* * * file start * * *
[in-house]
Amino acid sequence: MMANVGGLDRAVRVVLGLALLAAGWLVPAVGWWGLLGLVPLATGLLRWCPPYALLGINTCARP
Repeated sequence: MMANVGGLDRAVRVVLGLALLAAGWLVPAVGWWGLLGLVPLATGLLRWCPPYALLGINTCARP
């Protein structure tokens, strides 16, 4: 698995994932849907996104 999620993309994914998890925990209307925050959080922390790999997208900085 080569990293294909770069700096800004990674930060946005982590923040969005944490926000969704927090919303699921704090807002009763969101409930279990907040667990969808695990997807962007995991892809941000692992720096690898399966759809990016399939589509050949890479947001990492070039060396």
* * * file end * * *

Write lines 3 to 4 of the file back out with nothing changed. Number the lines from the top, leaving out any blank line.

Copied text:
Repeated sequence: MMANVGGLDRAVRVVLGLALLAAGWLVPAVGWWGLLGLVPLATGLLRWCPPYALLGINTCARP
């Protein structure tokens, strides 16, 4: 698995994932849907996104 999620993309994914998890925990209307925050959080922390790999997208900085 080569990293294909770069700096800004990674930060946005982590923040969005944490926000969704927090919303699921704090807002009763969101409930279990907040667990969808695990997807962007995991892809941000692992720096690898399966759809990016399939589509050949890479947001990492070039060396």